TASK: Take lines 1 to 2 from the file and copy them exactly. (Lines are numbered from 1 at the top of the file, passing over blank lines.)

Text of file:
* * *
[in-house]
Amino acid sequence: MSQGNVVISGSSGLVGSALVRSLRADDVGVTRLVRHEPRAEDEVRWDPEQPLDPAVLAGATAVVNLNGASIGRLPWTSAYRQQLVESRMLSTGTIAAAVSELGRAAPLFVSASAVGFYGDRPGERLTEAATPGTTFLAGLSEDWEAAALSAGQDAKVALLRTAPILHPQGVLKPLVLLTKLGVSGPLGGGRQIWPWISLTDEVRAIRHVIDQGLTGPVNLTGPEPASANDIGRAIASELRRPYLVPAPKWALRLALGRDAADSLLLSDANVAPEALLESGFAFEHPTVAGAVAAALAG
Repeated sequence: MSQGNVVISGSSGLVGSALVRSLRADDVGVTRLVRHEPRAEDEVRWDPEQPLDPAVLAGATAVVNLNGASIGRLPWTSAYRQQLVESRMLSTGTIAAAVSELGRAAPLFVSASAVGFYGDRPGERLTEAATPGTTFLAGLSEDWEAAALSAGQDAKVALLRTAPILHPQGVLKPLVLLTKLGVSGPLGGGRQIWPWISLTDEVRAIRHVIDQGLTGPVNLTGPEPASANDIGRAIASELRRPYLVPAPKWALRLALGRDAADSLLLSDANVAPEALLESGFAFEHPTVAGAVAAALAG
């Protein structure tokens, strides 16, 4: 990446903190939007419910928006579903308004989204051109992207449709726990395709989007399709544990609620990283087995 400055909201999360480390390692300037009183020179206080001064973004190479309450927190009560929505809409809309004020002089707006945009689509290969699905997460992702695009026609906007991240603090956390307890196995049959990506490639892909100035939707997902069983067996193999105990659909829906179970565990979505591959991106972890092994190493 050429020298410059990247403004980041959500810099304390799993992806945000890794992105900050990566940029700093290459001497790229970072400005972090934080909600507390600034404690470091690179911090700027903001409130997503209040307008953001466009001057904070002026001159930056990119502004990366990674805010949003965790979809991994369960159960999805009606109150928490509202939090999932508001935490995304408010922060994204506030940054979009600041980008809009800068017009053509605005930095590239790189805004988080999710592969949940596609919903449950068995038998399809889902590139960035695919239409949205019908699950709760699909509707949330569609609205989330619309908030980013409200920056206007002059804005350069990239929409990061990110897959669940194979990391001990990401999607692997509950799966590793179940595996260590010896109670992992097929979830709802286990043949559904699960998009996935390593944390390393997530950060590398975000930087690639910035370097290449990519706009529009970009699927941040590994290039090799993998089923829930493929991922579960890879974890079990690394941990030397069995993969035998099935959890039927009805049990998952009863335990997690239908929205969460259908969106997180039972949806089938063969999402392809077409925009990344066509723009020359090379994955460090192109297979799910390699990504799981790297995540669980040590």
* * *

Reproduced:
[in-house]
Amino acid sequence: MSQGNVVISGSSGLVGSALVRSLRADDVGVTRLVRHEPRAEDEVRWDPEQPLDPAVLAGATAVVNLNGASIGRLPWTSAYRQQLVESRMLSTGTIAAAVSELGRAAPLFVSASAVGFYGDRPGERLTEAATPGTTFLAGLSEDWEAAALSAGQDAKVALLRTAPILHPQGVLKPLVLLTKLGVSGPLGGGRQIWPWISLTDEVRAIRHVIDQGLTGPVNLTGPEPASANDIGRAIASELRRPYLVPAPKWALRLALGRDAADSLLLSDANVAPEALLESGFAFEHPTVAGAVAAALAG